Well, leave it to David Christian to depress me. And on the large scale, at that. Christian's book, Maps of Time is "Big History." And Big History seems to be the newest (and probably the largest) framework ever. The macro-history is a blending of history and science, which provides a big picture view of the history and trajectory of the world, from the big bang and formation of the universe, to present times--and expanding outward towards the future.
Just reviewing this book seems like an impossible task. Let's just say that the majority of the book is a scientific history of the Earth which includes the physics of universe formation, the geology of earth formation, the beginnings of life on earth, and ends by tracing prehistory and then history of humanity, all the while highlighting synchronicity and repeating themes in science and human behavior, prehistory and modern history. He's like the Steven Strogatz of history. It's an overwhelming thing to convey, and to expect to keep in your head. But it isn't this part of the book that depresses me.
I do, in fact, believe that everything is connected. This belief affects my worldview, my historical inclinations, and my personal interactions. I don't think it's a practical way of writing most histories, but that's sort of beside the point. It's Christian's "Futures" section that is causing me pain.
Christian begins the chapter by comparing us (humans) to the inhabitants of Rapa Nui/Easter Island, and not in a good way. I mean that evidence suggests that the humans who colonized the land stayed, knowing there were limited resources, and still systematically destroyed all their resources and, in doing so, even their ability to escape the island. He writes that the generation who felled the last trees on the island in order to transport those giant stones knew what they were getting into, and still didn't stop the process. And here we are, on this tiny planet, doing the same damn thing.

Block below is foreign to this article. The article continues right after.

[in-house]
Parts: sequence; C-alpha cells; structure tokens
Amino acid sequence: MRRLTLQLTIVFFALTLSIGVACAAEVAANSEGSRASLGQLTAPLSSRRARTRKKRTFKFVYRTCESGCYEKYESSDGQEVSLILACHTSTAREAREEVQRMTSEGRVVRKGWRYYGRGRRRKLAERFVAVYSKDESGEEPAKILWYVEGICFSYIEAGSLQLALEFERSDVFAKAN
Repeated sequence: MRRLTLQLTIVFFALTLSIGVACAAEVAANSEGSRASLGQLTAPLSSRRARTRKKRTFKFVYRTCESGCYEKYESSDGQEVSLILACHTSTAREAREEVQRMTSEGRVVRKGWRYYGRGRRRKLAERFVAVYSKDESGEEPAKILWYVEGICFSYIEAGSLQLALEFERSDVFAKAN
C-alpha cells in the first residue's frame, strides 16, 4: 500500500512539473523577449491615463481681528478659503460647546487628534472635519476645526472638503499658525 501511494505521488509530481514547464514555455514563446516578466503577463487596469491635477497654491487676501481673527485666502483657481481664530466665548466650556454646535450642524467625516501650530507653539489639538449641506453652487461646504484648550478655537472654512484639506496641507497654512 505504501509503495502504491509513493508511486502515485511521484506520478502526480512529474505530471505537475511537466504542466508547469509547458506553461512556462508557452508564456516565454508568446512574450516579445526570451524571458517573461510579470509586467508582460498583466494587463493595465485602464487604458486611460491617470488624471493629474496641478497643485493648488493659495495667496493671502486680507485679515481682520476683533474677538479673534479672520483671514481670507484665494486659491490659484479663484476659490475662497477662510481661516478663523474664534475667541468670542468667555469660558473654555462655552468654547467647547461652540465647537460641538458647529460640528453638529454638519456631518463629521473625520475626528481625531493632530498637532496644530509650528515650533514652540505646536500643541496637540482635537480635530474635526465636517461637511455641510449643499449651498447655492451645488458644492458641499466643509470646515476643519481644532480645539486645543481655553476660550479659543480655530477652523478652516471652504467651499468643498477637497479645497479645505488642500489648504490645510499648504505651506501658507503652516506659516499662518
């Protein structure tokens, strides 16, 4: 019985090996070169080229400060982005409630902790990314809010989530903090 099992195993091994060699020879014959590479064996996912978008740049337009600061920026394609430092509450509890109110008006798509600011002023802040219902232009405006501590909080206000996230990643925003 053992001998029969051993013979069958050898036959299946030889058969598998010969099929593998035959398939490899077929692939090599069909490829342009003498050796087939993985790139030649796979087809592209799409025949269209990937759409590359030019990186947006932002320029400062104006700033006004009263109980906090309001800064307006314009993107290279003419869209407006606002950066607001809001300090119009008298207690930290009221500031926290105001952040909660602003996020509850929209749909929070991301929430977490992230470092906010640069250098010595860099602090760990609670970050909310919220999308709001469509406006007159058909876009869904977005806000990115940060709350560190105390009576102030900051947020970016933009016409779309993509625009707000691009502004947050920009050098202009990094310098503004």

Well, if that weren't enough to drive you to despair, Christian continues ever forward. He suggests what might become of humans in the next several thousands of years, and then moves on to what will happen when true Venusian global warming overcomes the earth and the sun turns into a white dwarf. And then what happens to the solar system and the galaxy, as they heat, cool and die. And finally, what of the universe? Most scientists have ruled out the 'big gnab' (I mean the reversal of the bang, of course) and agree that the universe will continue to expand, cool, and entropy will increase until the universe is a junkyard of cold matter. Eventually, no new stars will form and no energy will be present, matter will collapse into black holes which will evaporate and finally, no matter will exist around 10^10^76 years after the big bang.
So, why write history? Why do anything? Why did I read this book when I could have been reading a jolly good Wilkie Collins story?